During her public testimony, Berkeley resident Charlene Woodcock declared that “agricultural corporations have had significant influence on California water policy.” Others called the project “a subsidy for big ag” and a conspiracy by billionaire Stewart Resnick, the founder and president of The Wonderful Company.

Molly Culton, a conservation organizer for Sierra Club California, said DWR should instead consider stronger delta protections and “fully assess” a no-tunnel alternative in its environmental review.

Fishing and conservation groups have long opposed a tunnel project over concerns that reducing water levels in the delta would harm native fish populations. Barbara Barrigan-Parrilla, the director of Restore the Delta, was “extremely pleased” following Newsom’s 2019 announcement.

Henrich Albert

Henrich Albert of Friends of the River

“A year ago, we said we would keep an open mind regarding moving forward with a single-tunnel project,” said Barrigan-Parrilla at the meeting Monday. “Sadly, we’re seeing the exact same mistakes being made.”

Along similar lines, the editorial board for the Bay Area’s Mercury News warned the tunnel would “doom the long-term health of the delta for future generations.” The administration, it argued, is “backing the Trump administration’s faulty science” in the new biological opinions regarding water flows for two endangered fish species in the delta.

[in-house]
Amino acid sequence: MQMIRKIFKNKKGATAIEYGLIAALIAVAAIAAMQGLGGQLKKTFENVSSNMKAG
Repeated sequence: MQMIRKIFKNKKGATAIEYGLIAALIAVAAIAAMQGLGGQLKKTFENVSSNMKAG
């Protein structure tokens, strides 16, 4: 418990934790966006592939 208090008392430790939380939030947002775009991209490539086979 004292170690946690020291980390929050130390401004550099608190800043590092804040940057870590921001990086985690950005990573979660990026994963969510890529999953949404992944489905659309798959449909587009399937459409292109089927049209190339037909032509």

For many critics, the Water Portfolio’s more holistic approach to the state’s deeply entrenched issues did not provide enough concrete details to trust that the administration is doing its best to protect the environment.

While no farm groups spoke at the meeting, many will likely be submitting comments, which are being accepted on this part of the scoping process until Mar. 20.

When Newsom made his single-tunnel announcement last year, David Strecker, a delta farmer and president of the San Joaquin Farm Bureau, said the state should instead be looking at projects with more tangible benefits to the delta, such as adding more water storage, a through-delta conveyance or dredging. Delta farmers have argued pulling more water from the delta would increase the salinity of its freshwater, which they use for irrigation.

The largest single beneficiary of the tunnel, the Metropolitan Water District of Southern California, strongly supported the governor’s decision in 2019. District General Manager Jeffrey Kightlinger said it was “imperative that we move forward rapidly” because “having no delta fix imperils all of California." He added that the district was pleased the administration had "reaffirmed a strong commitment to modernize the state’s water delivery infrastructure.”

Soon after Newsom announced his decision, a poll by the Public Policy Institute of California found that a slim majority of Californians favored scaling back the tunnels, as well as the controversial high-speed rail project. Water Fix was also plagued by funding issues. The Westlands Water District dealt a major blow to the project when its board voted in 2017 not to participate in WaterFix.

For the new single-tunnel plan, DWR notes that a cost analysis will come later in the process.